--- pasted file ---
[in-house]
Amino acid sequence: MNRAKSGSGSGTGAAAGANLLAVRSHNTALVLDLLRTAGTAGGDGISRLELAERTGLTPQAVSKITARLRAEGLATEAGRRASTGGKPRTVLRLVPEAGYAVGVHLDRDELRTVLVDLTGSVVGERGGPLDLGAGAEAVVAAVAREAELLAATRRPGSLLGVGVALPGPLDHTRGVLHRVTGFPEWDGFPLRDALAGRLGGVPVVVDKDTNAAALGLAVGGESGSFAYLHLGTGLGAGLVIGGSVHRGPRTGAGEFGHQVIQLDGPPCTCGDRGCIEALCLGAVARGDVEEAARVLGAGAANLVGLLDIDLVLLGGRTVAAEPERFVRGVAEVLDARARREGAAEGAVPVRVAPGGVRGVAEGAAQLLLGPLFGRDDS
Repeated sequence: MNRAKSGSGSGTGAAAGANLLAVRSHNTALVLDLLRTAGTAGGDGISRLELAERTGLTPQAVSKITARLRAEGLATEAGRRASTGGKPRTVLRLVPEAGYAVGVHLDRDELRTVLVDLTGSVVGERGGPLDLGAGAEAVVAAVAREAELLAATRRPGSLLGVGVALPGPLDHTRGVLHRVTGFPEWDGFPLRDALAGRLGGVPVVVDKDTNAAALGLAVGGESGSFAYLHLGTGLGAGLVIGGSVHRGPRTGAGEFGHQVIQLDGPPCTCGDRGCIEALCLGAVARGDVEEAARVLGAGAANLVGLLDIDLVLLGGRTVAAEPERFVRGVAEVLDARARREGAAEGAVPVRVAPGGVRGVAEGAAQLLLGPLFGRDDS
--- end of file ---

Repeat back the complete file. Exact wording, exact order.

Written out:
[in-house]
Amino acid sequence: MNRAKSGSGSGTGAAAGANLLAVRSHNTALVLDLLRTAGTAGGDGISRLELAERTGLTPQAVSKITARLRAEGLATEAGRRASTGGKPRTVLRLVPEAGYAVGVHLDRDELRTVLVDLTGSVVGERGGPLDLGAGAEAVVAAVAREAELLAATRRPGSLLGVGVALPGPLDHTRGVLHRVTGFPEWDGFPLRDALAGRLGGVPVVVDKDTNAAALGLAVGGESGSFAYLHLGTGLGAGLVIGGSVHRGPRTGAGEFGHQVIQLDGPPCTCGDRGCIEALCLGAVARGDVEEAARVLGAGAANLVGLLDIDLVLLGGRTVAAEPERFVRGVAEVLDARARREGAAEGAVPVRVAPGGVRGVAEGAAQLLLGPLFGRDDS
Repeated sequence: MNRAKSGSGSGTGAAAGANLLAVRSHNTALVLDLLRTAGTAGGDGISRLELAERTGLTPQAVSKITARLRAEGLATEAGRRASTGGKPRTVLRLVPEAGYAVGVHLDRDELRTVLVDLTGSVVGERGGPLDLGAGAEAVVAAVAREAELLAATRRPGSLLGVGVALPGPLDHTRGVLHRVTGFPEWDGFPLRDALAGRLGGVPVVVDKDTNAAALGLAVGGESGSFAYLHLGTGLGAGLVIGGSVHRGPRTGAGEFGHQVIQLDGPPCTCGDRGCIEALCLGAVARGDVEEAARVLGAGAANLVGLLDIDLVLLGGRTVAAEPERFVRGVAEVLDARARREGAAEGAVPVRVAPGGVRGVAEGAAQLLLGPLFGRDDS